Article – VI also did not specify any time-frame within which to end the nuclear arms race or even for initiating the process of nuclear disarmament. Moreover, what do the phrases “negotiations in good faith” and “at an early date” supposed to mean? In fact, they are merely inbuilt ‘escape clauses’ to assist the P-5 to eschew their obligation to begin negotiations to end the nuclear arms race and eliminate the stockpile of nuclear weapons. Is it not an appalling situation that even 49 years after the signing of the NPT in 1968, the nuclear weapon powers have not been able to find an “early date” for beginning the process of nuclear disarmament?
The worthwhile role that the NNWS could have actively played was by interacting with the NWS to help formulate the necessary policies for advancing the cause of nuclear disarmament and peace. But was it lack of initiative on the part of the NNWS, which failed to curb the nuclear arms race and which was responsible for holding back the process of nuclear disarmament? One of the principles on which the NPT was to be based, as per Clause 2(d) of the UNGA Resolution 2028 (XX), was that: “There should be acceptable and workable provisions to ensure the effectiveness of the treaty” What are the workable provisions in Article – VI that would have made it effective? There was none at all! The reasons are simple: Article – VI was not designed to have either workable or effective provisions. Whereas, the effectiveness of Article – III, as far as the NNWS were concerned, is hardly in doubt since its workable provisions, which the IAEA implements, were very tough and stringent.
Why couldn’t the NWS give an unequivocal commitment to cease the nuclear arms race forthwith – by agreeing to freeze all nuclear weapon programmes – pending initiation of the process of nuclear disarmament at the time of signing the NPT? Why was it not appropriate to pursue negotiations on effective measures relating to nuclear disarmament immediately after the NPT entered into force? Was it the NNWS, which were hindering the process of nuclear disarmament? Were prolonged negotiations really necessary for the NWS even to express a commitment to cease the nuclear arms race? Therefore, there is absolutely no doubt that Article – VI of the NPT was merely the carrot at the end of the long stick to lead the peace movement up the garden path! The complete failure during the last five decades to get a firm commitment from the NWS to end the nuclear arms race and begin the process of abolition of nuclear weapons is a testimony to that fact.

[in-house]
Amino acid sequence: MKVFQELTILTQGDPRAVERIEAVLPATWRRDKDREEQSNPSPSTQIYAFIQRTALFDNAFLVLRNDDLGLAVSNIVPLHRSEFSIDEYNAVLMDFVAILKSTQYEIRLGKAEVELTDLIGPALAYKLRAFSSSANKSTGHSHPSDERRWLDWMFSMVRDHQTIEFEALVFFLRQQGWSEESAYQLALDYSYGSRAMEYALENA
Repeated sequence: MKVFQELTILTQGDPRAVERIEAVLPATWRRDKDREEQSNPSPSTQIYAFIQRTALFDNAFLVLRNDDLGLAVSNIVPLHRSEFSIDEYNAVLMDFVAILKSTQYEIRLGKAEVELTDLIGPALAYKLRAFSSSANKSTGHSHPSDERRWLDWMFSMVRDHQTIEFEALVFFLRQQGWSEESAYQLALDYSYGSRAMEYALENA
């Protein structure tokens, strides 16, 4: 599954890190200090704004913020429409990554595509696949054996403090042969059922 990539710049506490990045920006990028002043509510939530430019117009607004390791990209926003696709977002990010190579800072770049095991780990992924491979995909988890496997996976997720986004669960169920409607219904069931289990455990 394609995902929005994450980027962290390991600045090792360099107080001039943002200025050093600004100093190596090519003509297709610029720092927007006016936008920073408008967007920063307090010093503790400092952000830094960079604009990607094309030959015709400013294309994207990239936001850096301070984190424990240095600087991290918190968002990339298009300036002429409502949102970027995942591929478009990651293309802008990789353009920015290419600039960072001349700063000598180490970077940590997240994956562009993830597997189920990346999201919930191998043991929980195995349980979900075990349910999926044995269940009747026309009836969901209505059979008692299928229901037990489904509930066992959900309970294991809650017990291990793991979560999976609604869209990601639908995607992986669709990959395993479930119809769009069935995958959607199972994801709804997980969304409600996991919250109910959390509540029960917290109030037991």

Why was an explicit provision not included in the NPT to prohibit the use of nuclear weapons by the NWS especially against NNWS? Who stood to gain from the absence of such a provision – the nuclear weapon states or the non-nuclear weapon states? This was yet another deliberate loophole in the treaty in favour of the NWS. When the NNWS insisted on security assurances from the NWS, they were again hoodwinked into believing that Resolution 255 that was adopted by the UNSC on June 19, 1968 would provide such security to the NNWS. The fact was that the security that the said Resolution 255 was supposed to guarantee to the NNWS was a complete sham. It was not worth the scrap of paper it was written on and those who proposed that Resolution knew that very well! Believe it or not, it was called “positive” security assurance to NNWS, i.e., after a NNWS becomes “a victim of an act…in which nuclear weapons are used”, the Security Council promises to step in and take measures to maintain international security! Could there have been a more absurd proposition to assuage the fears of the NNWS (that the Security Council will step in to provide security to a NNWS after the latter becomes a victim of a nuclear attack!)?
[To be continued]
N.D. Jayaprakash is Joint Secretary of the Delhi Science Forum and National Coordination Committee Member of the Coalition for Nuclear Disarmament and Peace (India). He can be reached at firstname.lastname@example.org
 “Focus on Nuclear Infrastructure”, BAS June/July 1985, pp.12, 13 & 15 at: https://books.google.ca/books?id=BgYAAAAAMBAJ&printsec=frontcover&source=gbs_ge_summary_r&cad=0#v=onepage&q&f=true
 “Known Nuclear Tests Worldwide: 1945-1998”, BAS Nov./Dec. 1998, p.66 at: https://books.google.ca/books?id=sgsAAAAAMBAJ&printsec=frontcover&source=gbs_ge_summary_r&cad=0#v=onepage&q&f=true
 “Global Nuclear Weapon Stockpile 1945-2006”, BAS July/August 2006, p.66 at:
 SIPRI Yearbook 1991, p. 25
 See: https://www.sipri.com/sites/default/files/Nuclear%20Stockpile-2016-SIPRI.pdf. The total destructive power of the world’s nuclear weapon stockpile had reduced from the high of 22,000 megaton TNT in 1986 to about 6600 megaton TNT in 2017 (see: http://www.telegraph.co.uk/news/2016/12/23/without-trump-putin-building-many-nuclear-weapons-world-could/ April 28, 2017), which was nearly one ton of TNT for killing every human-being on Earth. The widespread devastation this magnitude of destructive power could potentially unleash, therefore, continues to be of a very high order. Moreover, considering that a standard hand-grenade contains only about 60 grams of TNT as explosive material, one ton of TNT per human-being would be equivalent to the destructive power (excluding radiation effects) packed in over 16,600 hand-grenades for killing each human-being on Earth! It is to be noted that this huge nuclear explosive power is in addition to the so-called “conventional” explosive power, which is stockpiled in the arsenals of the nations across the world. This apocalyptical scene is an indication of the gravity of the challenge that is still confronting humanity today.
 Op cit. (fn.3)
 “Under a comprehensive safeguards agreement, the IAEA has the right and obligation to ensure that safeguards are applied on all nuclear material in the territory, jurisdiction or control of the State…” See:https://www.iaea.org/topics/safeguards-agreements
 “The five nuclear-weapon States parties to the NPT have concluded voluntary offer safeguards agreements under which the IAEA applies safeguards to nuclear material in facilities that the State has voluntarily offered and the IAEA has selected for the application of safeguards.” See: https://www.iaea.org/topics/safeguards-agreements
 Op cit. (fn.28)
 Op. cit. (fn.3)
 Op cit. (fn.28)